Post Of The Week – Saturday 25th October, 2014

1) Mindfulness

I’ve written posts about mindfulness and its relationship to therapy on this blog before. The difference this time is that I had a go at it during one of the training sessions I had to attend this week. It wasn’t the right time or place for me but I got a sense of how it might work. This article refers to Ruby Wax’s work on mindfulness based CBT and also explains some of the buzz which surrounds mindfulness.


2) Autism – Where The Truth Is

This article comes from Kevin Mitchell from Trinity College, Dublin. He looks at the history of attempts to explain autism and explains where we have got to now. This is great because it touches on points which often come up in relation to other pathologies: the redundancy of psychoanalytical explanations, the pivotal importance of twin studies, moving inside the genome, umbrella terms, using genetic information to shape diagnosis. Authoritative and cogent.


3) Free Speech – Young People And Mental Health

I saw the first part of this discussion. It was interesting and persuasive. It is available for another three weeks or so.


4) Applying Neuroscience To Education

In A2, we have been looking at applications of Piaget’s and Vygotsky’s theories to education. I’ve posed the question of whether we might be better off basing applications on up to date neuroscience than on theories which are now more than fifty years old. The problem with applying neuroscience is that attempts have often been based on poor evidence: take a bow VAK, left brain-right brain, Braingym.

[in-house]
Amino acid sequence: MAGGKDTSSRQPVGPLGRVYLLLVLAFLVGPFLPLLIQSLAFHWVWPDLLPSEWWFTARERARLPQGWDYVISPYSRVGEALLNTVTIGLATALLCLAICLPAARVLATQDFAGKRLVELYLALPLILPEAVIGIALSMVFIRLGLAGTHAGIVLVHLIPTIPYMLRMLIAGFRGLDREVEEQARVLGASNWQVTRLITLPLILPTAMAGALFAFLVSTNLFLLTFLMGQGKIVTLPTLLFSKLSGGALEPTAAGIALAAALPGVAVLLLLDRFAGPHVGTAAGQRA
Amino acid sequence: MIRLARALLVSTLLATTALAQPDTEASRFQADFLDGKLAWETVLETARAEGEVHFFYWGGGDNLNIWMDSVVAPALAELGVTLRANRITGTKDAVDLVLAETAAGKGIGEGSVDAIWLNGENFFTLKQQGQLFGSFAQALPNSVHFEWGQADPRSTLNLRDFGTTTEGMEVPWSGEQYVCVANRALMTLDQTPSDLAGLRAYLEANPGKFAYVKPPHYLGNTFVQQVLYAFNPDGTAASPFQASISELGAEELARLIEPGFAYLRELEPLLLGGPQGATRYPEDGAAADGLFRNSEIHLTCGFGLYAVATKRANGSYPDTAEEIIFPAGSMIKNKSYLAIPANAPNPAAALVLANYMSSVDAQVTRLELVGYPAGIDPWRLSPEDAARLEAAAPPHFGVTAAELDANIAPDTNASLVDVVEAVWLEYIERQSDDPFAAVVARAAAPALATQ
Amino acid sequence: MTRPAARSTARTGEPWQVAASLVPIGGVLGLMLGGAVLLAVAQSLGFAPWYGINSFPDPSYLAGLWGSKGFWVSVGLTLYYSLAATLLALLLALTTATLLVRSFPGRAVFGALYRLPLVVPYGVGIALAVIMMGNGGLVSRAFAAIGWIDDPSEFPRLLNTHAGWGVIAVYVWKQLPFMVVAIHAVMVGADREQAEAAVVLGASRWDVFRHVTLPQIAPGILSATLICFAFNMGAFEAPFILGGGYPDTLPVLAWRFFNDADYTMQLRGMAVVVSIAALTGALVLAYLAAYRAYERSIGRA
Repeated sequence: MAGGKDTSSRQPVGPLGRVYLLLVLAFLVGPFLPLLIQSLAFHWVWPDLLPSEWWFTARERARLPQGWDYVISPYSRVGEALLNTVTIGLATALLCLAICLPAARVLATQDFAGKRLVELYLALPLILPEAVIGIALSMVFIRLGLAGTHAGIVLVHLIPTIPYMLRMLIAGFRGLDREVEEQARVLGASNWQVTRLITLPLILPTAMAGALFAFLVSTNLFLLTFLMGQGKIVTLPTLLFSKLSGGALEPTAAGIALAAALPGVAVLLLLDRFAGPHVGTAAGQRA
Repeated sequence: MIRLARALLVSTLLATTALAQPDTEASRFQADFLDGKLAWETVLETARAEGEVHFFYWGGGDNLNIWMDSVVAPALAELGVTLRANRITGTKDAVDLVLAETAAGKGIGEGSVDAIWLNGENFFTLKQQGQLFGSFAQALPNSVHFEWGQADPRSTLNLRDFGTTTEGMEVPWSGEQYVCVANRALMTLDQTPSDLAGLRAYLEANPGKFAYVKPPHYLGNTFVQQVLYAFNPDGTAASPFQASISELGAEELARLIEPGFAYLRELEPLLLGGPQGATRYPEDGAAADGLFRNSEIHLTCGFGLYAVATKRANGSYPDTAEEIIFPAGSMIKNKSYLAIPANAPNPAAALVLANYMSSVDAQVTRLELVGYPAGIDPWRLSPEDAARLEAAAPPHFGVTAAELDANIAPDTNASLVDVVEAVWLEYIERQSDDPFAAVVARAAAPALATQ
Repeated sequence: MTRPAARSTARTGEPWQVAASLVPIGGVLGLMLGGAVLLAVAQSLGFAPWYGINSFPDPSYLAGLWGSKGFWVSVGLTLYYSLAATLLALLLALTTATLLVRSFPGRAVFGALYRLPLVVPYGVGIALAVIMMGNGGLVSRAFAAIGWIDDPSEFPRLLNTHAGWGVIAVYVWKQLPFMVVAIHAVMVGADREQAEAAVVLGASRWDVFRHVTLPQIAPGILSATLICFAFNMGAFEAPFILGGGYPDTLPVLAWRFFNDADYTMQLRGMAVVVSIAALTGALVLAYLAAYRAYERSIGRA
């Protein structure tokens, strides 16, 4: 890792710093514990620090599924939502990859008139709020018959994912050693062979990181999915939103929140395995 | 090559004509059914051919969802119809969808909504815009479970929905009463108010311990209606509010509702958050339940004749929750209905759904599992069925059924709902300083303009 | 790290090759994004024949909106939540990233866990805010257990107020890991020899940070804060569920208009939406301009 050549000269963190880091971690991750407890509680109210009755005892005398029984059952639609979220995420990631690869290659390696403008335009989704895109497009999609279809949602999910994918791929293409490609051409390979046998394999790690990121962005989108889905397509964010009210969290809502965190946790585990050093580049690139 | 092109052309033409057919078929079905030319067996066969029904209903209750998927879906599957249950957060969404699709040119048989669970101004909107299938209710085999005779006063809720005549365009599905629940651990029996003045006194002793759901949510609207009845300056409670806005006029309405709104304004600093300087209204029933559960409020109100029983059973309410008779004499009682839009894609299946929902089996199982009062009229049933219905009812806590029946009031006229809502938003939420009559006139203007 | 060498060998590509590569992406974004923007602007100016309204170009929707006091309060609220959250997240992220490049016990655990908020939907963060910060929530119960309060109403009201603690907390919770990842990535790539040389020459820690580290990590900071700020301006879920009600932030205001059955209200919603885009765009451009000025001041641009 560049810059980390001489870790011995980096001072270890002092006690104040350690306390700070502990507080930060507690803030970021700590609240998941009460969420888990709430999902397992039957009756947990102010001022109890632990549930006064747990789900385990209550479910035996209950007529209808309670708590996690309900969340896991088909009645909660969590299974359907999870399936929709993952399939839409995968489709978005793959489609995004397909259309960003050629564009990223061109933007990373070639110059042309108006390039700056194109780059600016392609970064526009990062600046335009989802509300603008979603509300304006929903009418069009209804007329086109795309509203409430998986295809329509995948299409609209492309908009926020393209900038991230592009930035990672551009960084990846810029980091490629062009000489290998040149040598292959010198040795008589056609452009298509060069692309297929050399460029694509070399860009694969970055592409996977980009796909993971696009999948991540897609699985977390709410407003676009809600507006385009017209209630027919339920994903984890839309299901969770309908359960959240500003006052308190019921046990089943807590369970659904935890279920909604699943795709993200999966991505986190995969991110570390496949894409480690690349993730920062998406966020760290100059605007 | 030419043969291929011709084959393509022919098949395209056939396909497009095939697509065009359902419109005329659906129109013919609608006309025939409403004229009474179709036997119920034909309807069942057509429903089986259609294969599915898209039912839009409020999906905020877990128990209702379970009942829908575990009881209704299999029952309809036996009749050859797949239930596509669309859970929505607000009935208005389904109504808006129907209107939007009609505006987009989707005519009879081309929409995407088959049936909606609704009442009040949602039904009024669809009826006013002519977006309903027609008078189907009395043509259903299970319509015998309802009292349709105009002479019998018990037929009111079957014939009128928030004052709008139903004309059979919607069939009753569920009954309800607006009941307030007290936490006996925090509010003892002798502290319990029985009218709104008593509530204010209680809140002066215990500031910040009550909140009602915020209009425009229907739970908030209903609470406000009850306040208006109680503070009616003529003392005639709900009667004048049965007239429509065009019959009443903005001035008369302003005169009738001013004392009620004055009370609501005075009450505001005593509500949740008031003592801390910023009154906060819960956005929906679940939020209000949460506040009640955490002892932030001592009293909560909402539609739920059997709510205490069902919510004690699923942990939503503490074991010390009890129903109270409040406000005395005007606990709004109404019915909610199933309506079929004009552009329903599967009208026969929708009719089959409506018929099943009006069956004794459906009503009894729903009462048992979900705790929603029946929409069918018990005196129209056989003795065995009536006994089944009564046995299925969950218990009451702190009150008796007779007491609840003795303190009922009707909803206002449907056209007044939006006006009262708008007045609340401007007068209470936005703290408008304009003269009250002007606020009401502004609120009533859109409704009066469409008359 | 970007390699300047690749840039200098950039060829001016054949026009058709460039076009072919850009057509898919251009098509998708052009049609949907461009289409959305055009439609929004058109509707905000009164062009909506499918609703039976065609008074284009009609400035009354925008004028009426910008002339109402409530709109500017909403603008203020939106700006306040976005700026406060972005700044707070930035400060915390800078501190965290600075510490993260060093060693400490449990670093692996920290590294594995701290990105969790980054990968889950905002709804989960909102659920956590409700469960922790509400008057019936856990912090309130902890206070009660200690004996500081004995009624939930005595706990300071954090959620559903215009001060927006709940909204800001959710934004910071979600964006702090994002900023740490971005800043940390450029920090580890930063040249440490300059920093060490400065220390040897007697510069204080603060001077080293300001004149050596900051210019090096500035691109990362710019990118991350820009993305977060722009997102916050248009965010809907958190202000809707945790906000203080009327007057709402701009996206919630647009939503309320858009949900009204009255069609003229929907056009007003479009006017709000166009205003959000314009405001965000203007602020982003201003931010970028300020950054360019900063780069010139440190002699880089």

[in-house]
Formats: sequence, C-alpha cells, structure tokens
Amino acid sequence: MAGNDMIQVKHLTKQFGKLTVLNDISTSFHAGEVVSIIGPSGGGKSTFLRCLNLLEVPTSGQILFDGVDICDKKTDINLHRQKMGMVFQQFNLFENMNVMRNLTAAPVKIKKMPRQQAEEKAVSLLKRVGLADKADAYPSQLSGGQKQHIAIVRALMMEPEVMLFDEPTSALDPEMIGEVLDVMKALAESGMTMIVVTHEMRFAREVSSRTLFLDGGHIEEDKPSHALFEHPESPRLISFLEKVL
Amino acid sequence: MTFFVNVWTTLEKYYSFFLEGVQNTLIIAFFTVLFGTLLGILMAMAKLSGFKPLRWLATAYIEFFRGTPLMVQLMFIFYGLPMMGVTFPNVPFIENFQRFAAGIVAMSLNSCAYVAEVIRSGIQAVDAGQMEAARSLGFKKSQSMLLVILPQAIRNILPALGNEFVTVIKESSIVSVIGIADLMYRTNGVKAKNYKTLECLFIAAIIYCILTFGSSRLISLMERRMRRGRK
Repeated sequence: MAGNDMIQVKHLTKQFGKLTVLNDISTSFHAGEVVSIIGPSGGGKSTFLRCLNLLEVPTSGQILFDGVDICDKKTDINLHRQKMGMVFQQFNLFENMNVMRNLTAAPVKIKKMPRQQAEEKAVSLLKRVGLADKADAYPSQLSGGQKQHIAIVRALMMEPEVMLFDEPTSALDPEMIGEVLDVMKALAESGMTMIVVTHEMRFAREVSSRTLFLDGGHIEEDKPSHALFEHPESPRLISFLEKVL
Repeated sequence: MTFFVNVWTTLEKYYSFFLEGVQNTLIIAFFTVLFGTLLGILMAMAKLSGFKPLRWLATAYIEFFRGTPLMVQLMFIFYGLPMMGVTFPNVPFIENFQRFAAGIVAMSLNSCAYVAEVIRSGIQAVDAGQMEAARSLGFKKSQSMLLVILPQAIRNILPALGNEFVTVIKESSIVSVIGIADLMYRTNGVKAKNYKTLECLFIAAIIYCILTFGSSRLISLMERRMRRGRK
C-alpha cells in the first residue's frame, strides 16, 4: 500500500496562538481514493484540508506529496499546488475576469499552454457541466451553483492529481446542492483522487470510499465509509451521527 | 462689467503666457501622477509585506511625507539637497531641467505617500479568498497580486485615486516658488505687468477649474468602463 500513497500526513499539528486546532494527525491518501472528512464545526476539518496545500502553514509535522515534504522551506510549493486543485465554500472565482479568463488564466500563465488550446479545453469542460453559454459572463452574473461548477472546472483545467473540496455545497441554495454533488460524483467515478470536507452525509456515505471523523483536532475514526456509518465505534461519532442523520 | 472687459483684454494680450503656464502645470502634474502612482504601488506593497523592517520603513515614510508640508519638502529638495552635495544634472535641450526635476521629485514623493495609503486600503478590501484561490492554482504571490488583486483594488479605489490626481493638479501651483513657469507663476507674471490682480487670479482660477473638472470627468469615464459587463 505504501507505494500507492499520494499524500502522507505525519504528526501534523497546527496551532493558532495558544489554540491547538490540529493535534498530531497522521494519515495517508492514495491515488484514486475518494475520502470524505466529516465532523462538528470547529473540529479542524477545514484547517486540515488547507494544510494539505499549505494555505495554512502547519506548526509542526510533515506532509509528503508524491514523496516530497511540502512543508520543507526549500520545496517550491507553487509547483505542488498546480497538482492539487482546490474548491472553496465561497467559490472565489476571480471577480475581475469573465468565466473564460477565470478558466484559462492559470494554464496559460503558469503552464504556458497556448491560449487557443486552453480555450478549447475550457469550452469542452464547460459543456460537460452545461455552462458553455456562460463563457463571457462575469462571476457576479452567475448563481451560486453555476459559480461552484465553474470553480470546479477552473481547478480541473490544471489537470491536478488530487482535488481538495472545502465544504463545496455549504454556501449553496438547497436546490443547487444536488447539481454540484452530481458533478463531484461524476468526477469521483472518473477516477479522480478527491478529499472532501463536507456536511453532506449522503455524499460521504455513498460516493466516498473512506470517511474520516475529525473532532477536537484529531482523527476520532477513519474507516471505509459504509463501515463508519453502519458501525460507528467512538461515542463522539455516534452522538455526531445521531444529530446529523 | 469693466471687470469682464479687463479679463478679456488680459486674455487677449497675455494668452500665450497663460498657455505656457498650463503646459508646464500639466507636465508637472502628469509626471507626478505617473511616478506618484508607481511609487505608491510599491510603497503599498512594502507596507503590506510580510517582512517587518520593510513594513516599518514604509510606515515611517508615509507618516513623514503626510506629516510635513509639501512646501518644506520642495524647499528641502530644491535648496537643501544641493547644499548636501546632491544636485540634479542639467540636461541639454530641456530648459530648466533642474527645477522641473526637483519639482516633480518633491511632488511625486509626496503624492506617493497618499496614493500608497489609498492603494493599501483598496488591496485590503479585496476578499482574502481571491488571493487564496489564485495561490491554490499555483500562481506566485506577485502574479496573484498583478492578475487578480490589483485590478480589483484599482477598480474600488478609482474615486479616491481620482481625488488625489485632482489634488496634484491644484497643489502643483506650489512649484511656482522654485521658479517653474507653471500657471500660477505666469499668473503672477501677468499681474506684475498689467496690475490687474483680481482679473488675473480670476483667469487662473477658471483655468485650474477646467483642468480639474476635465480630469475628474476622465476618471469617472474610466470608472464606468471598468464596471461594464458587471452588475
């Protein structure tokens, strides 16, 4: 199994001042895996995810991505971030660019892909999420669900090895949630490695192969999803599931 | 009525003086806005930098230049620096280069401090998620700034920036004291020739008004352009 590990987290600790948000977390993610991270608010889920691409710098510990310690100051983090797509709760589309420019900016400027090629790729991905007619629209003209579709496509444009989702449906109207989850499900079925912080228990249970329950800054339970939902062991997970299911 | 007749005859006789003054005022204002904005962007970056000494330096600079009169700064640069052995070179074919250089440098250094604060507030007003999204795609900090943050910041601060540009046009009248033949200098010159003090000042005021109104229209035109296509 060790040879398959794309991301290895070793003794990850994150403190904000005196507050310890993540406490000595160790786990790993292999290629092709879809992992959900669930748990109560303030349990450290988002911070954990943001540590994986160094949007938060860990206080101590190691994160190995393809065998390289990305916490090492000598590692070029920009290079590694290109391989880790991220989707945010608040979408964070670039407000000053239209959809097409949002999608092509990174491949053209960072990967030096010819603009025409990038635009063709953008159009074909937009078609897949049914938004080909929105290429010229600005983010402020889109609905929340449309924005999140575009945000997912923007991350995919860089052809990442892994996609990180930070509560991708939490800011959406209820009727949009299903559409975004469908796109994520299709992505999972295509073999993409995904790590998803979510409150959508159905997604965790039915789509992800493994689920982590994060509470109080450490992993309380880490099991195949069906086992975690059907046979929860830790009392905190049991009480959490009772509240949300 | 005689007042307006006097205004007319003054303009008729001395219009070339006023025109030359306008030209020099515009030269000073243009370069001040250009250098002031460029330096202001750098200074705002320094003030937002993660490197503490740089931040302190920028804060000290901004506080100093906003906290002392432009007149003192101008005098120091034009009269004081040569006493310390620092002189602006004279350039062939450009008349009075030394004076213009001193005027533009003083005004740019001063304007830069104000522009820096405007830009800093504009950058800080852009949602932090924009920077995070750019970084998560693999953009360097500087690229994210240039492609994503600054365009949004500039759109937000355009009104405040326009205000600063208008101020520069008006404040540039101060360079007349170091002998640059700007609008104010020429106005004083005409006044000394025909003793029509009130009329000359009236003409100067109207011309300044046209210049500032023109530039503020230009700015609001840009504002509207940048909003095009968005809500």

In this context, Dorothy Bishop from Oxford University is well worth watching. She is good on what works and what may not as well as on questioning how adding “neuroscience” to something may add less value than we might think to an application.


5) CBT, Attitudes And The Brain

Dorothy Bishop explains in the above link that studies of behaviour increasingly look inside the brain to understand how neural changes might reflect changes in behaviour.

This study is a case in point. It describes how a course of CBT delivered to people experiencing an acute depressive phase reduced negative attitudes as measured by an attitude scale. It also describes how researchers were able to link improvement of symptoms to one area of the brain, left parahippocampal region, while persistence of symptoms was linked to areas of the brain associated with memory and attention. It gets harder and harder to separate “biological” from “psychological”.


6) Online Mental Health Services

In studying CBT as a psychological therapy for depression, we identify the adaptation of the CBT method to an online environment as a strength. This raises the question of how effective online information is in helping people get better. A study which looks at this is summarised and evaluated here.

People’s experience of online services is usually positive. What is less clear is the extent to which they are then willing or able to access services face to face and how much they actually get better. This is an example of an area where the speed of development of services is greater than the speed of research designed to assess them.


7) Free Will And Determinism